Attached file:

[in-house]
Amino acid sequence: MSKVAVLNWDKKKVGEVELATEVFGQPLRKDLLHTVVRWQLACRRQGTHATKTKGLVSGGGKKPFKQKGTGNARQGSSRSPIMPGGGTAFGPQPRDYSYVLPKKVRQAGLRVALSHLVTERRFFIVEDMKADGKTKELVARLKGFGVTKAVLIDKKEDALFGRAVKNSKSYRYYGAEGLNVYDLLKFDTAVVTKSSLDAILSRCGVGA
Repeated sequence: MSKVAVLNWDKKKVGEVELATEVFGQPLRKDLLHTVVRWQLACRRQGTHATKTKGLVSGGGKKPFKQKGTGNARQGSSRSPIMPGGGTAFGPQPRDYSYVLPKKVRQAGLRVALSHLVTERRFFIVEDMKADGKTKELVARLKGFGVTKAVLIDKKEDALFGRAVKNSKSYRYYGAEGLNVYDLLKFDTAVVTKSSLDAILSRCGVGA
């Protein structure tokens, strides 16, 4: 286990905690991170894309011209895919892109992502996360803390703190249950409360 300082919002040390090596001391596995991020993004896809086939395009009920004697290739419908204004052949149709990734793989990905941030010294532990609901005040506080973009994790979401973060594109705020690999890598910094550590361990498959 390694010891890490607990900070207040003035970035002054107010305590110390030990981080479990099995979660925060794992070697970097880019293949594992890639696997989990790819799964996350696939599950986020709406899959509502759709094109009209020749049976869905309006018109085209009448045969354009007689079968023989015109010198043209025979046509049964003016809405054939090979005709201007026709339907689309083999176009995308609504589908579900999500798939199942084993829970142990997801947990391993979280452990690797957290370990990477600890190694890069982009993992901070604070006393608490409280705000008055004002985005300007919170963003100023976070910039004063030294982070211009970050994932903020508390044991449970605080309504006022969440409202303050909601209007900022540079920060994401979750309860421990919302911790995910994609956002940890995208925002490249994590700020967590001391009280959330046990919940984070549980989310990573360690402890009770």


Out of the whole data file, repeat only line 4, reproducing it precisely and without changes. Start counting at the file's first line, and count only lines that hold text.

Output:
């Protein structure tokens, strides 16, 4: 286990905690991170894309011209895919892109992502996360803390703190249950409360 300082919002040390090596001391596995991020993004896809086939395009009920004697290739419908204004052949149709990734793989990905941030010294532990609901005040506080973009994790979401973060594109705020690999890598910094550590361990498959 390694010891890490607990900070207040003035970035002054107010305590110390030990981080479990099995979660925060794992070697970097880019293949594992890639696997989990790819799964996350696939599950986020709406899959509502759709094109009209020749049976869905309006018109085209009448045969354009007689079968023989015109010198043209025979046509049964003016809405054939090979005709201007026709339907689309083999176009995308609504589908579900999500798939199942084993829970142990997801947990391993979280452990690797957290370990990477600890190694890069982009993992901070604070006393608490409280705000008055004002985005300007919170963003100023976070910039004063030294982070211009970050994932903020508390044991449970605080309504006022969440409202303050909601209007900022540079920060994401979750309860421990919302911790995910994609956002940890995208925002490249994590700020967590001391009280959330046990919940984070549980989310990573360690402890009770």